Even though courts have rejected product-related public nuisance claims time and again, the broad misperception that public nuisance litigation led to the downfall of big tobacco and e-cigarette manufacturers has encouraged local governments, plaintiff’s attorneys and some courts across the nation to use it outside of its traditional function.
Delaware’s toxic exposure laws are similar to those passed by the Texas Legislature starting in 2005 to end abusive asbestos and silica litigation and prevent personal injury trial lawyers from unethically mass recruiting clients, while ensuring any Texan who is truly sick with an asbestos- or silica-related disease can quickly obtain their day in court.
Small business and community leaders are highlighting legislation that took effect on September 1 to strengthen our state’s legal system. Texas can and should do all it can to ensure our legal system functions fairly and efficiently for all Texans. These new laws build on Texas strong track record of improving the accountability, transparency and fairness in our legal system.
Activists are increasingly turning to public nuisance lawsuits to regulate a variety of legal activities and products, often at the expense of everyday consumers. By targeting various industries, including single-use plastic manufacturers and automakers, these lawsuits aim to impose significant changes on products that millions of people rely on.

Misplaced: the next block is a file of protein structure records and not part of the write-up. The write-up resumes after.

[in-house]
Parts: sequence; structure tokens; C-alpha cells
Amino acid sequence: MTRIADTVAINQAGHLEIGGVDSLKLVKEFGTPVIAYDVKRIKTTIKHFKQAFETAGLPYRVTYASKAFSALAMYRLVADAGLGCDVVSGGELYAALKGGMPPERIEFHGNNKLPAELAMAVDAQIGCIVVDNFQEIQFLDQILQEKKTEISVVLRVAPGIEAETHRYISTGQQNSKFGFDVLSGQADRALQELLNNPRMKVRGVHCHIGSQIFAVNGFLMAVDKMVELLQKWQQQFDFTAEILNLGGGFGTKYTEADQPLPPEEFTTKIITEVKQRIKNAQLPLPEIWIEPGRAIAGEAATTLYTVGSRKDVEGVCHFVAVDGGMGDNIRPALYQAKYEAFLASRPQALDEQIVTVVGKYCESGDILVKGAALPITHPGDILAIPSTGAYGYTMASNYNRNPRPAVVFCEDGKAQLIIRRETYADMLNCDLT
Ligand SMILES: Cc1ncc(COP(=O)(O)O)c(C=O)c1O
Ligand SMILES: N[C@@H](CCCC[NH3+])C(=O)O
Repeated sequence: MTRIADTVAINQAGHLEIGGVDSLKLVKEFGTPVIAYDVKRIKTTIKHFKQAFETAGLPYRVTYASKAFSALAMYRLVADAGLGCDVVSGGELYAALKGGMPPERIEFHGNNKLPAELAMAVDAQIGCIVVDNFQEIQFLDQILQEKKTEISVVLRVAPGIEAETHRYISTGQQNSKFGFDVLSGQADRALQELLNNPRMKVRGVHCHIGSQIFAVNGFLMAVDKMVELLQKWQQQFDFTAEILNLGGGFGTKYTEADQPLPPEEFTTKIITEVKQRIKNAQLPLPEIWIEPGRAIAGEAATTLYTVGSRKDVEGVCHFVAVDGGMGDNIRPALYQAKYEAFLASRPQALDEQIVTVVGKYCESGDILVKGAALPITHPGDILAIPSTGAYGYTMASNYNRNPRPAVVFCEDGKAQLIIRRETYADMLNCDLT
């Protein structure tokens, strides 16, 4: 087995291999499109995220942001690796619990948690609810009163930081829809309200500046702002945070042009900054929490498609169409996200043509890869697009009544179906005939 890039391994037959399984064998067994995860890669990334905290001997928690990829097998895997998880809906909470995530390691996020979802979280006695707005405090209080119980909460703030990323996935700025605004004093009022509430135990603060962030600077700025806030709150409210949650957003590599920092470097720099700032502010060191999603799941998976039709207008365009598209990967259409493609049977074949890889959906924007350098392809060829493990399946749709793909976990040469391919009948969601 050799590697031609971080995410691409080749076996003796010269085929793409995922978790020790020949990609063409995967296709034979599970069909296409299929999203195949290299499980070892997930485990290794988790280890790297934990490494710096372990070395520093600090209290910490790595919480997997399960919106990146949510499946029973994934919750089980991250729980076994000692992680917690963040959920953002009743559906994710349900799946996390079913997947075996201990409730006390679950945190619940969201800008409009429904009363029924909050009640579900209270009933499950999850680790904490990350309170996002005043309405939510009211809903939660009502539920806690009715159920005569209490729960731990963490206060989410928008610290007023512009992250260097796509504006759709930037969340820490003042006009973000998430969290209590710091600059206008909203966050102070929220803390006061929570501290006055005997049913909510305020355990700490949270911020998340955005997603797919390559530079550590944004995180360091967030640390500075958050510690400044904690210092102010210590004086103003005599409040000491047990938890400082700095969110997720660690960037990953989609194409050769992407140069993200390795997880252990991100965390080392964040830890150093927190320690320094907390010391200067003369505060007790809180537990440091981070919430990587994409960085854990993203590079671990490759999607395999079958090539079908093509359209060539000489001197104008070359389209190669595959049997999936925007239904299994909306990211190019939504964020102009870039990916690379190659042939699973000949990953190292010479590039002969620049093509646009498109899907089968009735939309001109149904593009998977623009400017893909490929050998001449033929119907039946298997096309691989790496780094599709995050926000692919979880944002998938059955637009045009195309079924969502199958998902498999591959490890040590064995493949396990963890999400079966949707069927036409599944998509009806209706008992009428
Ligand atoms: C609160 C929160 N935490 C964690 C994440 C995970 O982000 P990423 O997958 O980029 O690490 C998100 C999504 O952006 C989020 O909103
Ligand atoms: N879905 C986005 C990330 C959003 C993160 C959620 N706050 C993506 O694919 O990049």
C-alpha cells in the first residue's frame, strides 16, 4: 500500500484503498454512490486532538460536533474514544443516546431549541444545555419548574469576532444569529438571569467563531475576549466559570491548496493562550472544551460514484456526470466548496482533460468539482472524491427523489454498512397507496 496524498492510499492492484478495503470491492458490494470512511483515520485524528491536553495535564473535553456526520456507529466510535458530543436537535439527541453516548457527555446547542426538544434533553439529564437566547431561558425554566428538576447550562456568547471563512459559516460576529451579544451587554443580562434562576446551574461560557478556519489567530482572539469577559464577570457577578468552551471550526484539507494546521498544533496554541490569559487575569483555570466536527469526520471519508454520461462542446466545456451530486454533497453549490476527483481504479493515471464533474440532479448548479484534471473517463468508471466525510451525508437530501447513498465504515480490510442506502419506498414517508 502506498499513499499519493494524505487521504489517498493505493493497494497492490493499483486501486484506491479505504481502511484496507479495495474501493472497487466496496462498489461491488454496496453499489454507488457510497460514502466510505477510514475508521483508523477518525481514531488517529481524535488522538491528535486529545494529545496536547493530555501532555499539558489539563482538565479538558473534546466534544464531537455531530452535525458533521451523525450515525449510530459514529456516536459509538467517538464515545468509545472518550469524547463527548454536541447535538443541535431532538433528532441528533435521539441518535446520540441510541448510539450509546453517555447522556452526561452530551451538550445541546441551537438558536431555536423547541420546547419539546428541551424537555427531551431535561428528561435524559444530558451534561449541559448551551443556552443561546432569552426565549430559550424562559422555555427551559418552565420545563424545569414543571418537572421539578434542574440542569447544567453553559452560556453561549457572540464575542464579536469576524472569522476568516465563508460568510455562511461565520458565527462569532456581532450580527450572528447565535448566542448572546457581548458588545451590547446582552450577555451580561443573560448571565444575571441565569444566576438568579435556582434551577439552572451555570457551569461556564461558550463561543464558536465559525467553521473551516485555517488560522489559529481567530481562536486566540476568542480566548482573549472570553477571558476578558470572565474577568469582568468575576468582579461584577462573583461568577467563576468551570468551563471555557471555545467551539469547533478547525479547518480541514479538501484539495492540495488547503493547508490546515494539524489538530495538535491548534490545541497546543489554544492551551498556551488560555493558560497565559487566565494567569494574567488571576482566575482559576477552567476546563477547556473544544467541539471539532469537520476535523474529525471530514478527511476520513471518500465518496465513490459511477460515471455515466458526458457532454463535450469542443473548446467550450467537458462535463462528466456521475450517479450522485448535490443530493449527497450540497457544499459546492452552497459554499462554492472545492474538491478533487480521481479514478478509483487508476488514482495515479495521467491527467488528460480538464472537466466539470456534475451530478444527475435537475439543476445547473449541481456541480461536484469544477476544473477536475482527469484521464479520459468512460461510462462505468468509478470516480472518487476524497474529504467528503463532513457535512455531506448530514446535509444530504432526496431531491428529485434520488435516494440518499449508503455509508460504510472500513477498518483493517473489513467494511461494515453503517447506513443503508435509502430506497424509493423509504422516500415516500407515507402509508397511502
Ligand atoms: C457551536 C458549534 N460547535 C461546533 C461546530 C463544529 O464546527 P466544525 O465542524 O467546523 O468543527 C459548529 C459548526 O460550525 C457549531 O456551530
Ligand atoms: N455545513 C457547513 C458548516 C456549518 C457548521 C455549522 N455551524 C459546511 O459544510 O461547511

Five more people involved in staged trucking accidents in the New Orleans area have pleaded guilty to conspiracy to commit mail fraud, bringing the total to 60 convicted conspirators. The extent of fraudulent activity is staggering, with an estimated 150 staged truck accidents reported in the past few years.
An op-ed in the Wall Street Journal takes a deep dive on the increasing threat of public nuisance lawsuits, noting “Activist groups are increasingly attempting to use public-nuisance lawsuits to impose policies that they’ve failed to persuade lawmakers to enact. The list of industries under assault is long and growing.”
For shareholder derivative proceedings, actions related to an organization’s governance or internal affairs, claims under securities or trade regulation laws, and cases alleging breaches of duty by corporate owners and executives, the business court will have jurisdiction of cases with more than $5 million in controversy if the corporation is privately held. For publicly traded companies, it will have jurisdiction over any amount for those matters.
The court will have jurisdiction over actions arising from a contract or commercial transaction, provided the parties agreed to have the case heard by the business court’ and the amount in controversy exceeds $10 million dollars.
Trial lawyers urging the surge of climate change lawsuits against energy companies at the state and local levels are setting the stage for increased consumer energy costs and significant economic implications, all the while positioning themselves to make million-dollar payouts through litigation settlements.
In a hard-hitting piece criticizing the widespread proliferation of public nuisance lawsuits targeting energy companies, Josiah Neely, R Street Institute’s Senior Energy Fellow and Texas Director, says issues like climate change that shape national public policy should be addressed by legislatures or appropriate regulatory bodies, rather than the courts.